“‘Cause you got that James Dean daydream look in your eyes.” -Taylor Swift

James Dean

James Dean was an actor that turned into a bonafide icon. He is the poster child for teenage angst and rebelling without a cause. Like Holly, Dean died young in a tragic crash. He was only 24 in 1955 and, again like Holly, has been immortalized in film, biographies, and as the bad boy of everyone’s dreams.

The Modern Translation

Modern James Dean

James Dean is angst and apathy embodied. He’s a little bit dangerous, does what he wants, and is somehow above judgement and vain.

Moto-style black leather jackets, tight white t-shirts, slim black jeans, and sunglasses make up the modern James Dean look. Largely monochrome, or at least neutral, this guy would blend in if he didn’t exude so much cool. While James Dean’s hair was usually pretty done, as per the era, the modern version can either be a slick pompodour or disheveled and a little longer.

Jamie Campbell-Bower owns the pretty, bad boy that couldn’t care if his shirt has holes in it or not, but if you are looking for the whole James-Dean-reincarnated experience, check out Milo Ventimiglia as Jess Mariano in Gilmore Girls. He’s got the outfits, hair, and angst in droves.

Trend Watch: Australian Open

Tennis is one of the few professional sports that doesn’t have a set uniform. For this reason, tennis fans spend a lot of time judging people’s outfits…or at least my family does. But truly, the professional tennis world is a good place to spot upcoming trends in athletic wear.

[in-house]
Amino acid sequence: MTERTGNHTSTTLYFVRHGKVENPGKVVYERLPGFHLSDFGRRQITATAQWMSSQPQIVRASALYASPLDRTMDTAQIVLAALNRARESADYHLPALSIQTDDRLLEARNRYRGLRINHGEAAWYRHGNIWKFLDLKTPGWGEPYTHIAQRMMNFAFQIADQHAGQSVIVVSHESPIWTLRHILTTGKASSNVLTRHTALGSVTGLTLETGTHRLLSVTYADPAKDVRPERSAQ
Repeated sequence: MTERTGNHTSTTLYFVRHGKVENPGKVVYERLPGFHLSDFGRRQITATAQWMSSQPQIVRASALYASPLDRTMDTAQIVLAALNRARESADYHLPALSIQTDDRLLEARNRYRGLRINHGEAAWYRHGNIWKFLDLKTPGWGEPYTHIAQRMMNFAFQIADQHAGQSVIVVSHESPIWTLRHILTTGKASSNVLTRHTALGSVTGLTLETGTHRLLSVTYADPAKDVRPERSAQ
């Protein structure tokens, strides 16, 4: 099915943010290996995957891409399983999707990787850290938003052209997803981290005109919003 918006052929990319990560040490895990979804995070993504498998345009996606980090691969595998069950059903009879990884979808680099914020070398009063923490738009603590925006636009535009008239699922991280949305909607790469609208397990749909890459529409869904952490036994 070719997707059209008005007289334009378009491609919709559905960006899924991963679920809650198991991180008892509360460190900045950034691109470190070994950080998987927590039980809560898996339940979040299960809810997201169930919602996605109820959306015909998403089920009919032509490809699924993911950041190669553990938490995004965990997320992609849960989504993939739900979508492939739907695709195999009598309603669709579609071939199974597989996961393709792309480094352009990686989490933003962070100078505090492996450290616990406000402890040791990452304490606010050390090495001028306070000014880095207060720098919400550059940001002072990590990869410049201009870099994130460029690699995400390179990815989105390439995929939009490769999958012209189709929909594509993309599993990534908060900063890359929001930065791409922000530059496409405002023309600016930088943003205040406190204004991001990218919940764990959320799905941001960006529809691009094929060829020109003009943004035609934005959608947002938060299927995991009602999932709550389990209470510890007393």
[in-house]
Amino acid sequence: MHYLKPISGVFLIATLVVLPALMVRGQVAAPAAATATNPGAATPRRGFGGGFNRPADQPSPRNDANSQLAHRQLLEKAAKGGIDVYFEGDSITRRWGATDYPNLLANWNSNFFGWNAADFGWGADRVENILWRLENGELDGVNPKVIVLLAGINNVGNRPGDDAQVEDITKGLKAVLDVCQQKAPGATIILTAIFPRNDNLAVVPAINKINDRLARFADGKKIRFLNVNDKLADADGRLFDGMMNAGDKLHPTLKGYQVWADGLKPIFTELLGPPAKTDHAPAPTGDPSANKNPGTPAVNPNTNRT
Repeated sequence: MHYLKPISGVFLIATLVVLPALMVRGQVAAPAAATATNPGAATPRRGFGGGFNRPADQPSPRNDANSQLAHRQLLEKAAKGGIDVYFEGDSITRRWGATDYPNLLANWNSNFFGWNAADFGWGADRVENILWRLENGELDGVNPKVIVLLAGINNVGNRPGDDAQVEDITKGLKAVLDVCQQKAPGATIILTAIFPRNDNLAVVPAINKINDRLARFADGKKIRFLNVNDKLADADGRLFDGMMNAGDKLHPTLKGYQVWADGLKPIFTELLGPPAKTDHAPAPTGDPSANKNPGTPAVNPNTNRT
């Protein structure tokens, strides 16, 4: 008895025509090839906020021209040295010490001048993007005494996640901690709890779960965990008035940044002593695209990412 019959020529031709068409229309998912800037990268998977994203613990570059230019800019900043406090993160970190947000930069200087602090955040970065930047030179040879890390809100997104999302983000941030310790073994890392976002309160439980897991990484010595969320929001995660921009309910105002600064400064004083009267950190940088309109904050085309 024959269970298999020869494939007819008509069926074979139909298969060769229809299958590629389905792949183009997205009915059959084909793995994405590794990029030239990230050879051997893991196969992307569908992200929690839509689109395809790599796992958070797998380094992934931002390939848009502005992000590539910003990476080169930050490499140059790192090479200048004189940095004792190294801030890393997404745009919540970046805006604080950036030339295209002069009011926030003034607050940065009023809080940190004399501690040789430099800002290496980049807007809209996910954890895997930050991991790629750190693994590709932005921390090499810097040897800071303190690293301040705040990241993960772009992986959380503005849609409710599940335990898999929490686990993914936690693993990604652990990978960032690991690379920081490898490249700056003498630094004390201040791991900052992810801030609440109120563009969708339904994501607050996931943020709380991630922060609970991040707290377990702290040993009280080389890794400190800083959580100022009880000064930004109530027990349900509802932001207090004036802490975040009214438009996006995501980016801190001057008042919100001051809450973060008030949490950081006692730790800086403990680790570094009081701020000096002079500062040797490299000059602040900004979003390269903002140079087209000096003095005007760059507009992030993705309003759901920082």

I’ll admit that I haven’t been watching the Australian Open too carefully this time around (the 18 hour time difference makes it a real commitment), but I’ve definitely noticed some trends that I expect we will see in stores shortly.

#1) Nike is pushing neon pink and green combos. This look is prevalent in both the men’s and women’s draws. It’s bright and fun, and athletic clothes are the perfect place to play with brighter colors. Besides, who doesn’t love manly men unabashedly wear hot pink?

Pink and Green in the Australian Open

#2) Men’s shorts are getting shorter. We aren’t quite to 1980s levels of shortness yet (thank goodness), but hemlines are definitely creeping up. This might be more particular to sports like tennis, but I bet we generally see a decline in the bagginess of athletic shorts. (Spoiler alert: we’ve been headed this way at least since the World Cup)

Australian Open & World Cup 2014

#3) So is their hair. The men of the ATP cutting off their hair is less of a trend than slow conversion. Notable changes for he better: Federer, Nadal, and most recently Feliciano Lopez. Lopez is one of those guys that can and will be handsome no matter what, but his looks have made the move from Fabio to currently employed model. Notable changes for the eh: James Blake. Blake, now retired, had some of the most distinctive hair in the sport (natural dreads), shaving them off may have lost him some of his boyish charm, but it also may have made him more sophisticated (and let’s be honest, nothing could really get rid of the Blake charm). But really, long hair gets sweaty and that is not a good look.